By George N. Tzogopoulos
Approximately three months after the Greek Privatisation Fund accepted the offer of COSCO for the sale of the Piraeus Port Authority, final details of the deal have started to be agreed. The recent visit of President of the newly established China COSCO Shipping Group, Xu Lirong, in Athens and his meeting with Greek Prime Minister Alexis Tsipras and Greek President Prokopis Pavlopoulos confirm the will of both sides to expand their smooth co-operation started first in 2009. As President Pavlopoulos said, ‘the new Piraeus investment is highly interesting not only in terms of its economic impact but also concerning relations between Greece and China […] which become even closer’.
The success of COSCO in Piraeus is widely admitted. Numbers do often speak for themselves. 3.030.000 TEUs were transhipped in piers controlled by the Chinese company in the port of Piraeus in 2015 as opposed to 2.984.000 TEUs in 2014 and 2.520.000 in 2013. Surprisingly, this 1,54 percent increase from 2014 to 2015 happened in a year during which container transportation in the Mediterranean decreased and the number Greek exports fell due to the political crisis in the country. A comparison with TEUs managed by the Piraeus Port Authority in previous years is also indicative and marks a slowdown. 293.353 TEUs were transshipped in the Greek part of the Piraeus port in 2015, 598.255 in 2014 and 644.055 in 2013.
The Greek Privatisation Fund has announced that COSCO will offer 368,5 million euros to buy the Piraeus Port Authority and assesses that the total value of the agreement could amount to 1,5 billion euros, including future investments to be made by the Chinese company in Piraeus. A recent study of the Foundation of Economic and Industrial Research in Greece attempts to quantify specific benefits. In particular, this study goes beyond the concession deal itself and fiscal revenues and examines positives results for other areas of the economy. It expects multinational companies to invest in the port and around Piraeus and considers the construction of logistic hubs and repair zones as well as the development of the cruise sector as natural parallel activities. In that regard, the privatization of the Piraeus Port Authority could be an engine for growth leading to an economic output of 4 billion euros in 2025.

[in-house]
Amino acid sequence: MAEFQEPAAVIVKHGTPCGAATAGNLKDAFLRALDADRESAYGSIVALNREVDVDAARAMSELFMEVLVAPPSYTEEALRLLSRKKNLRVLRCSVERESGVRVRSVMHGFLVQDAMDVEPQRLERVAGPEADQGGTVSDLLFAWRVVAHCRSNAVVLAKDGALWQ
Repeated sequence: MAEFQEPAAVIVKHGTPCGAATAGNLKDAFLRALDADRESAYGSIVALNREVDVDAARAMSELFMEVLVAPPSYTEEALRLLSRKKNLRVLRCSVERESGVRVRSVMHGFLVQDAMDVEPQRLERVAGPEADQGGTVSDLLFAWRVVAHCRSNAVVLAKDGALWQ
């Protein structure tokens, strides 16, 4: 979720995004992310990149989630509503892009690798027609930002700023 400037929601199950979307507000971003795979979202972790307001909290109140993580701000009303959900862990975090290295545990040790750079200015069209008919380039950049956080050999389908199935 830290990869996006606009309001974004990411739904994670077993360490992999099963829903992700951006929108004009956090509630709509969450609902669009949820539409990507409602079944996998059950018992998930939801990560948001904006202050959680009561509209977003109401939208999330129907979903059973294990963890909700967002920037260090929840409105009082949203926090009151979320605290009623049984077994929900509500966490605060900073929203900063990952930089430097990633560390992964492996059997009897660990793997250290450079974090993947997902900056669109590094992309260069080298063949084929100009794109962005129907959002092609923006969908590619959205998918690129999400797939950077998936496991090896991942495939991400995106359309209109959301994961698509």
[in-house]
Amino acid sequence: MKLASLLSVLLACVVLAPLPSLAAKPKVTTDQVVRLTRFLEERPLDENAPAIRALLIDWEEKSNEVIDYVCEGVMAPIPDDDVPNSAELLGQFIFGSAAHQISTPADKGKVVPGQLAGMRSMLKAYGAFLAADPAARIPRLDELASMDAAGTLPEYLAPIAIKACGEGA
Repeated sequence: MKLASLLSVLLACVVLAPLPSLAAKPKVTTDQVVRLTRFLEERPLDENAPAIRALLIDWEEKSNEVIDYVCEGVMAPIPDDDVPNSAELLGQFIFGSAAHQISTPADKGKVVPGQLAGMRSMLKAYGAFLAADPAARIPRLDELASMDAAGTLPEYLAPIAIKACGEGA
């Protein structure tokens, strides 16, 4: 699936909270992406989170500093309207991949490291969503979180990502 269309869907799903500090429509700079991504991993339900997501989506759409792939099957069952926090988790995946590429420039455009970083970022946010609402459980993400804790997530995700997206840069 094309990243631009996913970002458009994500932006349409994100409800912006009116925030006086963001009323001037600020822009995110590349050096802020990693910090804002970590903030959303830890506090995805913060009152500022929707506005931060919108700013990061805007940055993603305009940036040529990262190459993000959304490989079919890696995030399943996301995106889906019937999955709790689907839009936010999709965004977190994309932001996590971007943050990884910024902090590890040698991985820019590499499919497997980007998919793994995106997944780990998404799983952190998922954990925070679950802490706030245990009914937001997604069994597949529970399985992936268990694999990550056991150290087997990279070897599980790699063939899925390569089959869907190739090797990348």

More importantly, COSCO’s involvement in Piraeus has a critical geopolitical impact because it turns Greece’s biggest port to a transhippment hub which is a gateway to Europe due to its geographical location. In period of economic calamity the Greek government should continuously looking for similar opportunities that can make the country a point of reference in international relations and business. It is not a coincidence that Piraeus constitutes one of the fastest growing container ports in the world having possibly the capacity to challenge European supply chains.
The Chinese side reiterates that COSCO’s investment in Piraeus is a ‘win win’ situation. This argumentation is reasonable. On the one hand, the implementation of ‘One Belt One Road’ passes through Greece’s biggest port, especially if the China-Europe Land-Sea Express Route will be constructed. The privatisation of the Greek Railway will be important in that regard. And on the other hand, the Chinese shipping giant can rely on Piraeus to boost its profitability. In recent years COSCO annual results have tended to highlight the importance of the Greek port for its economic performance.
The recent acquisition of the Piraeus Port Authority is not a Sino-Greek affair itself. Its importance goes beyond the bilateral context and affects the evolution of Sino-European relations. In a period during which Beijing has accepted to participate in Juncker’s Investment Initiative and more Chinese investments in Europe are taking place, the Piraeus deal could be a model for both sides generating new Sino-European interest for partnerships. From a European perspective it is also important that Xu Lirong publicly focuses on the importance of working conditions and environmental guidelines for his company.
Optimism, however, should not hide existing problems. The ongoing refugee crisis occasionally hinders the smooth operation of the Greek railway causing serious delays in the transportation of goods from and to the Piraeus port. In addition, some details of the concession agreement are still pending along with its ratification in the Greek Parliament. But experience from previous years suggests that small obstacles can be overcome and little differences can be balanced when appropriate patience is shown.